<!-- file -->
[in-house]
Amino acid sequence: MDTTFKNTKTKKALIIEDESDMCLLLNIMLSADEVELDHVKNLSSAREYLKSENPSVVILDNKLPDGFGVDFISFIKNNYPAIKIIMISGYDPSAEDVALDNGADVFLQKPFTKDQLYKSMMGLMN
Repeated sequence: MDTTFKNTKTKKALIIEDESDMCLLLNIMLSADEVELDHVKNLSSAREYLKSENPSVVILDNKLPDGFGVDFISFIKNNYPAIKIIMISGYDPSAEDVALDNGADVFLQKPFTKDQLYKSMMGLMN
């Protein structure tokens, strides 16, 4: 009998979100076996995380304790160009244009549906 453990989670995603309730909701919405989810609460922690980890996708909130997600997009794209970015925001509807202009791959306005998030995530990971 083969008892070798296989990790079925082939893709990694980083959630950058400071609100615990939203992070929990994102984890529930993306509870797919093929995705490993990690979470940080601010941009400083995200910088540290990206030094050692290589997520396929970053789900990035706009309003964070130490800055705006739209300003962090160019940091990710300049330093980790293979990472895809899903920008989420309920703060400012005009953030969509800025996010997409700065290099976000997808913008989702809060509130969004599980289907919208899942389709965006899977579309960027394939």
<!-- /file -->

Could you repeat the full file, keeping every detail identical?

[in-house]
Amino acid sequence: MDTTFKNTKTKKALIIEDESDMCLLLNIMLSADEVELDHVKNLSSAREYLKSENPSVVILDNKLPDGFGVDFISFIKNNYPAIKIIMISGYDPSAEDVALDNGADVFLQKPFTKDQLYKSMMGLMN
Repeated sequence: MDTTFKNTKTKKALIIEDESDMCLLLNIMLSADEVELDHVKNLSSAREYLKSENPSVVILDNKLPDGFGVDFISFIKNNYPAIKIIMISGYDPSAEDVALDNGADVFLQKPFTKDQLYKSMMGLMN
């Protein structure tokens, strides 16, 4: 009998979100076996995380304790160009244009549906 453990989670995603309730909701919405989810609460922690980890996708909130997600997009794209970015925001509807202009791959306005998030995530990971 083969008892070798296989990790079925082939893709990694980083959630950058400071609100615990939203992070929990994102984890529930993306509870797919093929995705490993990690979470940080601010941009400083995200910088540290990206030094050692290589997520396929970053789900990035706009309003964070130490800055705006739209300003962090160019940091990710300049330093980790293979990472895809899903920008989420309920703060400012005009953030969509800025996010997409700065290099976000997808913008989702809060509130969004599980289907919208899942389709965006899977579309960027394939």